“Get yer T-shirts. Get your Eclipse T-shirts here.” If you ventured anywhere within about 50 miles either side of the Totality Band on Monday, you may well have heard a vendor hawking his wares up and down the road or rest stop or grassy field where you gathered with thousands of your newest closest friends to watch the celestial phenomenon.
Something like 100 million Americans live within a day’s drive of a place where day became night for a couple of cool minutes. And many made the trip. Traffic jams were often the rule rather than the exception as countless smaller towns joined bigger cities in hosting bunches of tourists for the day.
Who would ever have thought the moon and sun would unite the country far more than any manmade event – cataclysmic or commercial – in at least the last decade? And speaking of commercial, leave it to entrepreneurs to find yet another way to separate normally sane people from their money.
In souvenir shops, on websites, and in person, Eclipse commemorative items were readily available. It probably started with those hard-to-find viewing glasses. The purveyors of special spectacles did an excellent job of making sure everyone knew that if you so much as glanced at the darkened sun unprotected there was a good chance harm would befall you. Supply and demand was handled well by the paper viewing glasses industry. True to our capitalist system, as the appointed time of darkness approached, the price increased. Two-dollar cardboard frames with the requisite proper lens protection quickly became ten- and twenty-dollar cardboard frames.
But that just scratched the surface. Glasses, mugs, and posters joined the ubiquitous T-shirts. Some cities worked diligently to personalize their versions. One report said Madras, Oregon, where the Total journey began, had printed its longitude and latitude on the front so you’d know exactly where you looked skyward years from now. Another design listed various points along the darkness swath and mimicked a rock band by dubbing it “The Path of Totality” tour.
Soaps, jewelry, and even S’mores kits with marijuana-infused chocolate apparently were also popular along with “Moonshine” joints. At least in certain states. I wonder how many of those S’mores you would have had to eat before sheer panic took over your senses when it turned dark at noon. And did those who indulged suddenly have an overwhelming craving for Moon Pies?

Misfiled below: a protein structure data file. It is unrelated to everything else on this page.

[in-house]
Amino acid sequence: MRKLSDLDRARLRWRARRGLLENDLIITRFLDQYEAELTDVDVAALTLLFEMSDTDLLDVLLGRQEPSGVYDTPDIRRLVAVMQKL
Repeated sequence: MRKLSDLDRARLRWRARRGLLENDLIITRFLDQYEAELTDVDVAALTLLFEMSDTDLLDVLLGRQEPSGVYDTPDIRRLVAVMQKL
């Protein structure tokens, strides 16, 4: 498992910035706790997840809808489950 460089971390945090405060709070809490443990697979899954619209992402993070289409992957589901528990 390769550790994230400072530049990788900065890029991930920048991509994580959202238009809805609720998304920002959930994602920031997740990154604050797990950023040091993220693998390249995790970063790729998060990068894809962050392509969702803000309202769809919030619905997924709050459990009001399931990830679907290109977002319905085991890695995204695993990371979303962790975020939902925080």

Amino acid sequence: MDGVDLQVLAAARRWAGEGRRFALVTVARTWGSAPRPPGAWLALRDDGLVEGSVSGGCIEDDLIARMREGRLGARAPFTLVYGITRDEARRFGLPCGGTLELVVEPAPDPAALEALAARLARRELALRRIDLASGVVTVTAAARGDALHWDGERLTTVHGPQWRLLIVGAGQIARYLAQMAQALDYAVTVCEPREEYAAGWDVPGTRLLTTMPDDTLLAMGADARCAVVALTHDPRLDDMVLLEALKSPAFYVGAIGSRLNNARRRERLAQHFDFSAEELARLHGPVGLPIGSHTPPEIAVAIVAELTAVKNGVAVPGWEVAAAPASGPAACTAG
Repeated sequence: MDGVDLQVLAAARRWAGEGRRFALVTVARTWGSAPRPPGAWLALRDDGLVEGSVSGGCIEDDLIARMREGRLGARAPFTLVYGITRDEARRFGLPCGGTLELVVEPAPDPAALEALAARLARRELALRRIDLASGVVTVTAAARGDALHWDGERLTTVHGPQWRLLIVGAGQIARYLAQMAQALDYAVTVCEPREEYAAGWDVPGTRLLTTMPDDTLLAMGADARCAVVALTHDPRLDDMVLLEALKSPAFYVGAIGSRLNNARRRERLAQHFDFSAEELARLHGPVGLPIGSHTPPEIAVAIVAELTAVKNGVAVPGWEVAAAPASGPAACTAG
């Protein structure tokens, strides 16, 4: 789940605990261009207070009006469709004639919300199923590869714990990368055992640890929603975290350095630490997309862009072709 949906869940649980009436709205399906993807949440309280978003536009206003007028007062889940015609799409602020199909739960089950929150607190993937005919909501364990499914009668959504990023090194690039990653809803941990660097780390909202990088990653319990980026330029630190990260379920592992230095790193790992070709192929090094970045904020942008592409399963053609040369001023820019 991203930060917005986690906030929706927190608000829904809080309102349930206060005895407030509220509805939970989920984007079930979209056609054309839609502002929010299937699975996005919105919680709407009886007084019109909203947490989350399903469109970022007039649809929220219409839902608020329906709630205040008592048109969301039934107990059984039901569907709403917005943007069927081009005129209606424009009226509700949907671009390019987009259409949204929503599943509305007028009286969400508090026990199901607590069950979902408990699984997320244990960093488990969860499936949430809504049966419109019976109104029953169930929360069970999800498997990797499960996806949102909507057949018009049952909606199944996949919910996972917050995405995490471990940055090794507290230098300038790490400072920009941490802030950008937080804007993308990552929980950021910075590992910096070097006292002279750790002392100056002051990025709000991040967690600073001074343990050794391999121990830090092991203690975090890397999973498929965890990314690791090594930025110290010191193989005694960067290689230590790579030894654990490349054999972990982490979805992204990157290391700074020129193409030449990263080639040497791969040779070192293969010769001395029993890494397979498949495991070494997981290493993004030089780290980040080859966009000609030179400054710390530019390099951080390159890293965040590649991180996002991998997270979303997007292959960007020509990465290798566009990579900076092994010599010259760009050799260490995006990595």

Reports are there were even some hostelries, watering holes, and other places of business that just might have tacked on a wee bit of a surcharge for their services. Case in point was a popular bar in Nashville that saw fit to seek a mere $500 per person just for the privilege of sitting on its rooftop. (Libations were, of course, extra.)
Eclipsed-themed wines provided opportunities for celebrants to raise a glass to science. A place called Frey Vineyards in Redwood, California, created Umbra Organic Zinfandel, Umbra Organic Chardonnay, and a sparkling wine named Totality. (Umbra is the moon’s dark inner shadow.)
Corporate America was not to be denied. Krispy Kreme had previously announced plans to offer its signature glazed donut in a dunked chocolate version for the day. Amazon offered themed tote bags, ceramic pieces (plates, basically, featuring the moon and a small sliver of the sun, suitable for holiday gatherings and other festive occasions), coasters, watches, moon calendars, ceiling fan pull chains, and, what else – Eclipse gum. Restaurants in the small town of Hopkinsville, Kentucky, (or “Eclipseville” as it dubbed itself) purportedly featured eclipse-themed pizza, burgers, and desserts. “I Got Mooned” tumblers were popular too. (Which reminds me of a kid I knew in high school with a proclivity to . . . but that’s another story.)
Amidst the hoopla, We the People ate it up. Traffic stopped, commerce ground to a halt, practical science came alive in schools, neighbor joined neighbor in cul-de-sacs – even the pundits’ reactions on CNN and Fox News were virtually equal.
Do ya think maybe God was telling us, “You see how possible it is to get along and agree with each other?” Of course, a total eclipse available all across the U.S.A. only happens once every 100 years or so, but still, it was pretty ease for all of us to put aside our agendas for a good 15 or 20 minutes there. Perhaps we can use that as a base. A little bit of progress at a time. Labor Day is coming up. Maybe we can use the usual Mattress Sale extravaganza that accompanies it and other holidays as a building block. We could all sleep in our Eclipse T-shirts on our new memory foams. Anybody got a better idea?
©MMXVII. William J. Lewis, III
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